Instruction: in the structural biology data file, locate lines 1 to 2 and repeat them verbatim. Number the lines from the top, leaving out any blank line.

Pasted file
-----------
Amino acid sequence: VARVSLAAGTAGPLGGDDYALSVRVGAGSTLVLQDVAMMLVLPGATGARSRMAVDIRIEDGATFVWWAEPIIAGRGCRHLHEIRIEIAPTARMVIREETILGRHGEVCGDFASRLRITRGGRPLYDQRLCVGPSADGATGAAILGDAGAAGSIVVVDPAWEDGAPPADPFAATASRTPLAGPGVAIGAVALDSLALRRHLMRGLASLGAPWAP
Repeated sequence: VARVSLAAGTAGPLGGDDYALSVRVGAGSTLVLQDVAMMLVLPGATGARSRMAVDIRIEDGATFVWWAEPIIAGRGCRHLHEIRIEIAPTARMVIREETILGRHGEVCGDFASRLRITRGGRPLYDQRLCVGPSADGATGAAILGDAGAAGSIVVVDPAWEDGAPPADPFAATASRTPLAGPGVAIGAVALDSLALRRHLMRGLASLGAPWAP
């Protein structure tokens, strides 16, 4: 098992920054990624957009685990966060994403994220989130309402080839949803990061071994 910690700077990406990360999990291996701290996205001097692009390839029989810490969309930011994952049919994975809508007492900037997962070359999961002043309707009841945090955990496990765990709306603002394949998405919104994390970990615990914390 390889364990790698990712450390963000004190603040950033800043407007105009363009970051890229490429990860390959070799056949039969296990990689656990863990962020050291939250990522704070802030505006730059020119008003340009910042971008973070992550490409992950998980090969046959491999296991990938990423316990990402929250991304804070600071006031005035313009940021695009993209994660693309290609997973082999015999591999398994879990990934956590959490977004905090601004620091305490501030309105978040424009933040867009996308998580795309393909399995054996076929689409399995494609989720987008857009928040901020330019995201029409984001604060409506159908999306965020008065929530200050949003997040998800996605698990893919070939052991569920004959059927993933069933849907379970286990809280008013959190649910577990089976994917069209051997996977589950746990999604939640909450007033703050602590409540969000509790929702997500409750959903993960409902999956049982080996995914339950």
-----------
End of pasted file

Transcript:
Amino acid sequence: VARVSLAAGTAGPLGGDDYALSVRVGAGSTLVLQDVAMMLVLPGATGARSRMAVDIRIEDGATFVWWAEPIIAGRGCRHLHEIRIEIAPTARMVIREETILGRHGEVCGDFASRLRITRGGRPLYDQRLCVGPSADGATGAAILGDAGAAGSIVVVDPAWEDGAPPADPFAATASRTPLAGPGVAIGAVALDSLALRRHLMRGLASLGAPWAP
Repeated sequence: VARVSLAAGTAGPLGGDDYALSVRVGAGSTLVLQDVAMMLVLPGATGARSRMAVDIRIEDGATFVWWAEPIIAGRGCRHLHEIRIEIAPTARMVIREETILGRHGEVCGDFASRLRITRGGRPLYDQRLCVGPSADGATGAAILGDAGAAGSIVVVDPAWEDGAPPADPFAATASRTPLAGPGVAIGAVALDSLALRRHLMRGLASLGAPWAP